Explains why Jesus is of interest to Jews and drives home an important lesson of our time—that Christians and Jews can be worlds apart theologically, but also very close in mutual understanding and cooperation toward desirable human goals.
Rabbi Samuel Sandmel
New Preface by Rabbi David Sandmel
6 x 9, 192 pp | 978-1-59473-208-9
An important contribution to the welcome growth of religious understanding and cooperation between Jews and Christians.
Filled with warm sympathy for Christianity but also with sturdy intellectual honesty and loyalty to Judaism, this classic work continues to clearly and forcefully guide both Christians and Jews in timely, relevant discussion of the relationships between their faiths. Examining the Jewish views on Jesus throughout history and today, Rabbi Samuel Sandmel introduces the perspective of a rabbi of the liberal wing of Judaism, and presents the scholarship of the last century and a half as pursued by both Christians and Jews.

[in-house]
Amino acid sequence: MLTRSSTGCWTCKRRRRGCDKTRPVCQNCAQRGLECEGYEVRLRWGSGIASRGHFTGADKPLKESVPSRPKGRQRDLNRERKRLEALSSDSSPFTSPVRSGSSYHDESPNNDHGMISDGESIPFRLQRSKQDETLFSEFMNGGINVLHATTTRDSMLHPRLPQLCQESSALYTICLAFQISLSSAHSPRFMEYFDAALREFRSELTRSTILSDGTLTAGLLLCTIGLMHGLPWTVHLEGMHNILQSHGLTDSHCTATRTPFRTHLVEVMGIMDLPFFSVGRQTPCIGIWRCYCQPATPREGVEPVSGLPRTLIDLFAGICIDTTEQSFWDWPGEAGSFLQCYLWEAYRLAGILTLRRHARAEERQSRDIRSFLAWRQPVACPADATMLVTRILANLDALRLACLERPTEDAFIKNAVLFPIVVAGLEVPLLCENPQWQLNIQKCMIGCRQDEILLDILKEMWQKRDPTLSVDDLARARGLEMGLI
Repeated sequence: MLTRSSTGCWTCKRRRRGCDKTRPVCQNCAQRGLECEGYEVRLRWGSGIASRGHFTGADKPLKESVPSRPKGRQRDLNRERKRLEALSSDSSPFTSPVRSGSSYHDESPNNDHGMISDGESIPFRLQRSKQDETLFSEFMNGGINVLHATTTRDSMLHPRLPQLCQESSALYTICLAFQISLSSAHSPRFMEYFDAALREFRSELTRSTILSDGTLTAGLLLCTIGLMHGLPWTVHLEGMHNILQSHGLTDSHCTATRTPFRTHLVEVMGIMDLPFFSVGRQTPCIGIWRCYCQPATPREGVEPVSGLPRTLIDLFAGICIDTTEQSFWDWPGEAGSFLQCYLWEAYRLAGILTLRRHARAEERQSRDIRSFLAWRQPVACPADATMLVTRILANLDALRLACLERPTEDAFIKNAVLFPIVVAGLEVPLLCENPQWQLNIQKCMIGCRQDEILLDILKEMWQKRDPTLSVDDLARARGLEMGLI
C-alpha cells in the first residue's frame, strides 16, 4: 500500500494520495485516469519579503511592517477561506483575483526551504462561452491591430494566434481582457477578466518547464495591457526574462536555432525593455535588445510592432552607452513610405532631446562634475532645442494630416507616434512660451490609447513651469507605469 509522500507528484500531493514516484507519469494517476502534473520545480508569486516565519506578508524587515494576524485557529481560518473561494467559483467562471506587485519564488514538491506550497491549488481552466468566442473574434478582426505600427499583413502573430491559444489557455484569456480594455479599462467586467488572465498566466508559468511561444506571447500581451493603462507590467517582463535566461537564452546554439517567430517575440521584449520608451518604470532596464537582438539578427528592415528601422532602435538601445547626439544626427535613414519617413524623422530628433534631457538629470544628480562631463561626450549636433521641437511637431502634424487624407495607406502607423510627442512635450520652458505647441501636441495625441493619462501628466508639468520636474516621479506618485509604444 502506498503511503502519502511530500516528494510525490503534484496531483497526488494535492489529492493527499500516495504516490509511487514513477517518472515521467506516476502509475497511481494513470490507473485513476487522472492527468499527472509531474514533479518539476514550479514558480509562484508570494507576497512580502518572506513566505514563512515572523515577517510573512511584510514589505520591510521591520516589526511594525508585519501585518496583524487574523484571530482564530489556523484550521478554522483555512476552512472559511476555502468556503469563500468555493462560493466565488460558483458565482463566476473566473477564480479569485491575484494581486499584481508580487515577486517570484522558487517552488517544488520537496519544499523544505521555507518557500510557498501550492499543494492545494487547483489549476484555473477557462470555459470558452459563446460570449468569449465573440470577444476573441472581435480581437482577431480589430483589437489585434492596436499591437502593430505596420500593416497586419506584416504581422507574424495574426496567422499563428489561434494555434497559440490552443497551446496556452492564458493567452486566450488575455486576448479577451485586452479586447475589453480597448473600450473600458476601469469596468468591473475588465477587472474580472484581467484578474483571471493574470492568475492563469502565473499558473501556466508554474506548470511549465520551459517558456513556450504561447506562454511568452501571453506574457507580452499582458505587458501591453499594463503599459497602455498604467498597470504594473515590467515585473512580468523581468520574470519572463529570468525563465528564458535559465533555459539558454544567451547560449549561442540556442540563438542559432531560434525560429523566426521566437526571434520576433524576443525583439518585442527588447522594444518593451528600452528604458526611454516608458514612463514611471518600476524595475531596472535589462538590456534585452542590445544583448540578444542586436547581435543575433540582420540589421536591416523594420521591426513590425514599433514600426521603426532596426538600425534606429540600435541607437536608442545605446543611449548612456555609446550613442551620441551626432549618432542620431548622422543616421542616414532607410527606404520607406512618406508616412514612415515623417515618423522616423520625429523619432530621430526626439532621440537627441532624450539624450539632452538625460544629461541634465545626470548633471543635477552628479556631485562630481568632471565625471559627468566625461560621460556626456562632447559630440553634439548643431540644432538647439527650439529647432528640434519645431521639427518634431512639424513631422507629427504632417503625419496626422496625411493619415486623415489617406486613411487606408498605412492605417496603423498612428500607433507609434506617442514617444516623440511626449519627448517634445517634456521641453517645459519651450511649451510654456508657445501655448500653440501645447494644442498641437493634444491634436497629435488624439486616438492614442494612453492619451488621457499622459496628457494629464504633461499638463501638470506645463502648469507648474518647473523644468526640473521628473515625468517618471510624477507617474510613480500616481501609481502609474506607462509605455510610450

Without prejudice but admittedly partisan, this book explains why Jesus is of cultural and historical interest to Jews, though not of direct religious interest. It drives home one of the most important lessons of our time—that Christians and Jews can be worlds apart theologically, but also very close in mutual understanding and in cooperation toward desirable human goals.
“Erudite and eloquent, fair and dispassionate, a timeless classic on a subject never more timely than today.”
—Rabbi Michael J. Cook, PhD, Bronstein Professor of Judeo-Christian Studies, Hebrew Union College–Jewish Institute of Religion
“Speaks eloquently to the heart of the questions that continue to exercise us in our current Jewish-Christian conversations.”
—Ron Miller, coauthor of Healing the Jewish-Christian Rift: Growing Beyond Our Wounded History
“A thoughtful examination of the Jewish Jesus that links Jews and Christians in the fascinating question of who Jesus really was. One of the great classics in the study of religion.”
—Prof. Susannah Heschel, Dartmouth College; author of Abraham Geiger and the Jewish Jesus